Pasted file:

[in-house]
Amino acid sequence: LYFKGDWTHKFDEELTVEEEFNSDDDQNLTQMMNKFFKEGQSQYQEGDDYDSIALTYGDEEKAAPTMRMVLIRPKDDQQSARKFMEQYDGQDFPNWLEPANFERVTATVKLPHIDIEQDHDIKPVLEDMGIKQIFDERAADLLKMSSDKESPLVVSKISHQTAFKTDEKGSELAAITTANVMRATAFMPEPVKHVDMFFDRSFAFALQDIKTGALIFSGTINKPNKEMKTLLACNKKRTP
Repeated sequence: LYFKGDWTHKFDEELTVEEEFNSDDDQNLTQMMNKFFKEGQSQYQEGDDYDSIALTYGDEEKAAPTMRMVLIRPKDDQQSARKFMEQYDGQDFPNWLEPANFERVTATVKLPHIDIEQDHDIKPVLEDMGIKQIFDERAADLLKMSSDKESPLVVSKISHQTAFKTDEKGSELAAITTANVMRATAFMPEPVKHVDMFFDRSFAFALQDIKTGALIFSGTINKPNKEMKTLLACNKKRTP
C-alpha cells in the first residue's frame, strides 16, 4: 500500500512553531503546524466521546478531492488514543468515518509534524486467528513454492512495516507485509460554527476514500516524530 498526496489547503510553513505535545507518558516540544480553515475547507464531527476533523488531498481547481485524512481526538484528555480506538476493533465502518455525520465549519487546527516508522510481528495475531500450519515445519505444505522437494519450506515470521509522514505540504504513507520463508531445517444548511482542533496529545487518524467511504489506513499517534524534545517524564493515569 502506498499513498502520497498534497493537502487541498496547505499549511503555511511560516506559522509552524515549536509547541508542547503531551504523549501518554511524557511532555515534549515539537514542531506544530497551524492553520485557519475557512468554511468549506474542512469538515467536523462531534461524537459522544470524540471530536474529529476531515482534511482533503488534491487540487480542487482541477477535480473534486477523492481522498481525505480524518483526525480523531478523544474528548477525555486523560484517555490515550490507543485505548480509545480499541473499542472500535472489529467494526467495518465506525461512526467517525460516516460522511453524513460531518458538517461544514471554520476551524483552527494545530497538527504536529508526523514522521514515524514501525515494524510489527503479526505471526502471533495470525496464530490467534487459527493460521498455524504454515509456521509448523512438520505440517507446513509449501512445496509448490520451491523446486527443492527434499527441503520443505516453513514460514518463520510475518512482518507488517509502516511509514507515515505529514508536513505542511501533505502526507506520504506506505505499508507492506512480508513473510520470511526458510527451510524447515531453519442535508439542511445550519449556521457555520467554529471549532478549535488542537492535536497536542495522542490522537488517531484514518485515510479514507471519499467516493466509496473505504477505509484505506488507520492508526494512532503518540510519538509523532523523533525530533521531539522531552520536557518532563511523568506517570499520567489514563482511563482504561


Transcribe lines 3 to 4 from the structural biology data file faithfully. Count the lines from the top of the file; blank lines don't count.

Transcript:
Repeated sequence: LYFKGDWTHKFDEELTVEEEFNSDDDQNLTQMMNKFFKEGQSQYQEGDDYDSIALTYGDEEKAAPTMRMVLIRPKDDQQSARKFMEQYDGQDFPNWLEPANFERVTATVKLPHIDIEQDHDIKPVLEDMGIKQIFDERAADLLKMSSDKESPLVVSKISHQTAFKTDEKGSELAAITTANVMRATAFMPEPVKHVDMFFDRSFAFALQDIKTGALIFSGTINKPNKEMKTLLACNKKRTP
C-alpha cells in the first residue's frame, strides 16, 4: 500500500512553531503546524466521546478531492488514543468515518509534524486467528513454492512495516507485509460554527476514500516524530 498526496489547503510553513505535545507518558516540544480553515475547507464531527476533523488531498481547481485524512481526538484528555480506538476493533465502518455525520465549519487546527516508522510481528495475531500450519515445519505444505522437494519450506515470521509522514505540504504513507520463508531445517444548511482542533496529545487518524467511504489506513499517534524534545517524564493515569 502506498499513498502520497498534497493537502487541498496547505499549511503555511511560516506559522509552524515549536509547541508542547503531551504523549501518554511524557511532555515534549515539537514542531506544530497551524492553520485557519475557512468554511468549506474542512469538515467536523462531534461524537459522544470524540471530536474529529476531515482534511482533503488534491487540487480542487482541477477535480473534486477523492481522498481525505480524518483526525480523531478523544474528548477525555486523560484517555490515550490507543485505548480509545480499541473499542472500535472489529467494526467495518465506525461512526467517525460516516460522511453524513460531518458538517461544514471554520476551524483552527494545530497538527504536529508526523514522521514515524514501525515494524510489527503479526505471526502471533495470525496464530490467534487459527493460521498455524504454515509456521509448523512438520505440517507446513509449501512445496509448490520451491523446486527443492527434499527441503520443505516453513514460514518463520510475518512482518507488517509502516511509514507515515505529514508536513505542511501533505502526507506520504506506505505499508507492506512480508513473510520470511526458510527451510524447515531453519442535508439542511445550519449556521457555520467554529471549532478549535488542537492535536497536542495522542490522537488517531484514518485515510479514507471519499467516493466509496473505504477505509484505506488507520492508526494512532503518540510519538509523532523523533525530533521531539522531552520536557518532563511523568506517570499520567489514563482511563482504561